I have yet another student who is currently in college, but also working.  I am not sure exactly why she needs so much money, but she is working 3 part time jobs in addition to her regular school work and English classes.  One of her jobs goes from midnight to around 6 am, so on many nights she will simply go home, change, and go straight to class without having slept!  I’ve also talked with a bartender here who works 2 FULL time jobs.  He just opened his own bar in March, so I gather that it is not quite self supporting yet.  So, he opens the bar around 7 or 8 EVERY night, stays there until 5 am, THEN goes off to work as a waiter in another bar-type establishment, where he stays until about 5 in the afternoon, goes home, takes a nap for about 2 hours, and comes back to his bar to open again.  “Ikaga?!?!?”  I said to him when he told me this.  (That means ‘how’ in Japanese).  He cocked his head to the side as though that was not a question he had ever considered before.  He acknowledged taking naps on the train, or at the bar when there are no customers, but I am still completely baffled that anyone could actually stand upright, be capable of speech, and be okay to handle glassware and cutlery and so forth on roughly 2 hours of sleep a night.  I find it really difficult to function without a proper nights’ sleep…and by proper nights sleep, I mean approximately 8 to 9 hours.   If I get only 7 hours, I am likely to be cranky.   6 hours and my back and shoulders will be stiff, and I’ll start making dumb mistakes for lack of concentrating.   Any less than that and I am a space cadet, and I don’t feel like my brain is actually capable of intelligent thought.  I have worked on less many, many times, of course but in general, I find that I am extremely inefficient when I do.  So how does someone staying up all night manage to cram anything of value into their brain?   In college I studied a bit, and ran a lot of miles for track and cross country practice, so I was generally always tired and pretty annoyed about it.  I never felt well rested, and that kind of bothered me.  I cannot comprehend how students here get used to the idea of a lifetime of such soul crushing work.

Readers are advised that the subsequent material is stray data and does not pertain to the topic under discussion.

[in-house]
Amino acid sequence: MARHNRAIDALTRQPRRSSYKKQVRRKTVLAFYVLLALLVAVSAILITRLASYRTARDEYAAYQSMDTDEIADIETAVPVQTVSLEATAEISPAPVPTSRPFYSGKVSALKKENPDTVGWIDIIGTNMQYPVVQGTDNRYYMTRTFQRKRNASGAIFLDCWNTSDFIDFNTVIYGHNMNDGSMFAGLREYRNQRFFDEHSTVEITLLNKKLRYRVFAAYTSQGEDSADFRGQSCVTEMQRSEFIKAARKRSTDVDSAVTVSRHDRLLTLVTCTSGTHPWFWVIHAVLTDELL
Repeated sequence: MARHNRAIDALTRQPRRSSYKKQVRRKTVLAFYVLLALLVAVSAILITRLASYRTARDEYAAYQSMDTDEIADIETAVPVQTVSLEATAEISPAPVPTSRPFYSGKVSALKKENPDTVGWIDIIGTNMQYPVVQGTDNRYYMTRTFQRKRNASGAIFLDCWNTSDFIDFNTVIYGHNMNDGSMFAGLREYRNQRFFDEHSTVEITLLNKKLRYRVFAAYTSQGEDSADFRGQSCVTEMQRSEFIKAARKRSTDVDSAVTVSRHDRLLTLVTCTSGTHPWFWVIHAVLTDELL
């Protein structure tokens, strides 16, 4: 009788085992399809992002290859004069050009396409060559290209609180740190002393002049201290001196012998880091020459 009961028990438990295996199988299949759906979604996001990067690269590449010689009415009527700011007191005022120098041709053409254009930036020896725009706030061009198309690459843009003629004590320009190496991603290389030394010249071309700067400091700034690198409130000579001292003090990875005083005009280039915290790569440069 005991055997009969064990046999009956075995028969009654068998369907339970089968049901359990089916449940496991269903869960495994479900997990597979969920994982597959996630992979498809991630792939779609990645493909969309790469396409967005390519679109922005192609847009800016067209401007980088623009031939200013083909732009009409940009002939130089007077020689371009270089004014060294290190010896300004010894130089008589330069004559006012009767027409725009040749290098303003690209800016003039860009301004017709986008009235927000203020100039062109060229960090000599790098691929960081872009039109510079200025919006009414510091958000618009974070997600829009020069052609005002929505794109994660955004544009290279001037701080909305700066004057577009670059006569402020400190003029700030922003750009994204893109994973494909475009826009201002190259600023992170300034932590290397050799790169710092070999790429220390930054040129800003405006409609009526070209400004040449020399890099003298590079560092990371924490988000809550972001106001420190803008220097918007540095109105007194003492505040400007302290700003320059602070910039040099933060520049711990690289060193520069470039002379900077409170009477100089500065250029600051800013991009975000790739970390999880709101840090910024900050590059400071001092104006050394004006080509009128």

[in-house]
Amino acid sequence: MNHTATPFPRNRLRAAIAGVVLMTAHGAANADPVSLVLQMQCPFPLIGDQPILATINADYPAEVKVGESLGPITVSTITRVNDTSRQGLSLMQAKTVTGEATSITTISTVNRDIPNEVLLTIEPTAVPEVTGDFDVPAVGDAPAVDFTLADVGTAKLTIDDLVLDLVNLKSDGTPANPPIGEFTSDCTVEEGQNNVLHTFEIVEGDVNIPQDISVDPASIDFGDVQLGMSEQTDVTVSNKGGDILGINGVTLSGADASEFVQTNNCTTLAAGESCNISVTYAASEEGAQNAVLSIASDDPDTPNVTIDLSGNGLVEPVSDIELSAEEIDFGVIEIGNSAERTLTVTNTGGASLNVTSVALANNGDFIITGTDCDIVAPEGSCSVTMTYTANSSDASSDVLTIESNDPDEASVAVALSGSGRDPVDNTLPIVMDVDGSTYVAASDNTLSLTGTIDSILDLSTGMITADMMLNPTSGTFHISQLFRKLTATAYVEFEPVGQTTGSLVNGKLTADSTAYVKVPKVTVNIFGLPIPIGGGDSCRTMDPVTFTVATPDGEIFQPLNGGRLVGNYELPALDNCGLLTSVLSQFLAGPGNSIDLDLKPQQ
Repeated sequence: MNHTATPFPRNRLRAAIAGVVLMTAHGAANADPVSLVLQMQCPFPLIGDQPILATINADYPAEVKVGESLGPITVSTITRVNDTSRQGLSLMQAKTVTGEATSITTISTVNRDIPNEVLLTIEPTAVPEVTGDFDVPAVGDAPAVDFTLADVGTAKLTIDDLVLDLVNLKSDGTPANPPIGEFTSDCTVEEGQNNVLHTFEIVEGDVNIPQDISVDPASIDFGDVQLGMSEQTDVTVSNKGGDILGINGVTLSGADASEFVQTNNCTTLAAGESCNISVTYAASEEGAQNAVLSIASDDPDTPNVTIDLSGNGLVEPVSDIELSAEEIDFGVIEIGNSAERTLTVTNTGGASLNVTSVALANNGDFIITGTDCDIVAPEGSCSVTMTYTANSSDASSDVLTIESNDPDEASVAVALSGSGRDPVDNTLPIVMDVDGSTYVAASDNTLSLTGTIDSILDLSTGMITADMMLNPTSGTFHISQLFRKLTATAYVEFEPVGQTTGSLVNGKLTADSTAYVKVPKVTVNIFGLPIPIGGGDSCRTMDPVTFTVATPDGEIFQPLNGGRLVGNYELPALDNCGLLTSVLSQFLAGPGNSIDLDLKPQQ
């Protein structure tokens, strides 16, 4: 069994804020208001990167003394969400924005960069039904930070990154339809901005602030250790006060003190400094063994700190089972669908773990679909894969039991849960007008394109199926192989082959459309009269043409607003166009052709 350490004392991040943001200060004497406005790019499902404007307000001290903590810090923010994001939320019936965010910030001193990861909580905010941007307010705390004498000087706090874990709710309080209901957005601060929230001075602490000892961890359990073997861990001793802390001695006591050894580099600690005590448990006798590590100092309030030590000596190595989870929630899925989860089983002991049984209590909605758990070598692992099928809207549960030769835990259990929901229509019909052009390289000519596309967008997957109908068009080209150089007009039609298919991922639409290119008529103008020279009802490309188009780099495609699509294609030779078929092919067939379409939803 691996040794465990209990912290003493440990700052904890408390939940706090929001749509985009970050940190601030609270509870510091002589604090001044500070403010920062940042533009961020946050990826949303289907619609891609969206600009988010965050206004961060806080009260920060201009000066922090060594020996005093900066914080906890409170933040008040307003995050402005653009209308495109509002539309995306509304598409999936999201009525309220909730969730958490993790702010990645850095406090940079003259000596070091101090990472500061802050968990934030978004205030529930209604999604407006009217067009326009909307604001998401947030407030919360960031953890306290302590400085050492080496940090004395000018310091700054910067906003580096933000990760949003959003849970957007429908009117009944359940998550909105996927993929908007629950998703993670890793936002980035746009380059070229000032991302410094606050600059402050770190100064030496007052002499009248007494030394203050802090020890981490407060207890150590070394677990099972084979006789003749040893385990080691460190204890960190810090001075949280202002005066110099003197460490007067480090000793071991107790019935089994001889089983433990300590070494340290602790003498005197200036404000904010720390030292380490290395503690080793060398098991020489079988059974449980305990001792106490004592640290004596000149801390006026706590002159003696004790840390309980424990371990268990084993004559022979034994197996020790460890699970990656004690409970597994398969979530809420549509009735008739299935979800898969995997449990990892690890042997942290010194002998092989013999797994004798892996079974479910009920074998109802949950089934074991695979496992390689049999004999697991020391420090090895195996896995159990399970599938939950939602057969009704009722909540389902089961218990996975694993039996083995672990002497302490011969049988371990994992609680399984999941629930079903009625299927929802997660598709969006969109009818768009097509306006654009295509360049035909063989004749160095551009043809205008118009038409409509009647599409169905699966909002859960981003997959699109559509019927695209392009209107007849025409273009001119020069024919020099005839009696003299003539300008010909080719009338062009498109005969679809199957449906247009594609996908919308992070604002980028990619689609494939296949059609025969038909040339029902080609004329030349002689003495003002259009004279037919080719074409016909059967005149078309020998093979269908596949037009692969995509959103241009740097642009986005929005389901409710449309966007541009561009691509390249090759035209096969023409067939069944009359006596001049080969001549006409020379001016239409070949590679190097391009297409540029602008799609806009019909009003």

2 responses to “I used to call myself a hard worker. Not sure I can say that anymore.

  1. weezy, i think it has something to do with the air and water in japan b/c let me tell you i am NOT one of those hard workers. in fact, what makes it worse is that i am an offspring of one of those hard workers so any little thing i accomplished seemed super lame to my dad. he worked night and day and graduated top of his class at university of tokyo. then he moved up the ranks in the corporate world and became a big wig. and me? i skid thru college and graduated by the skin of my teeth. of course, i didn’t go to yale but to a hippie school (UC santa cruz) with no grades! and i still barely made it! i then skipped from job to job with no real aspirations. but i can tell you that i’ve gained some great life skills. i also think i have great interpersonal skills that my dad lacks. and sadly, i truly believe my dad failed at being a dad. yes, i said it and i’m over being sad but he was a bad dad! (yes, i’m rhyming) he wasn’t there when my family needed him (too busy working) and then he eventually gave up being my dad. so the moral of my story is you can work your ass off and ‘achieve’ what’s expected but you may ignore working on other things that may really enrich your life such as having good relationships with people the matter.

  2. Michi, first of all, you definitely DO have great interpersonal skills! You get an A+ on that subject for sure.
    The extreme devotion to work confuses me, since it is a little at odds with the emphasis on family here. It seems like Japanese families are so much more tight-knit, what with grandparents, parents and adult children all living under one roof. But then, maybe the work ethic is part of that, since you don’t get annoyed at your family members if you are never home to see them! I really hope something is done to bring the work hours down to a more human range. I hate to see some of my students come in looking so exhausted.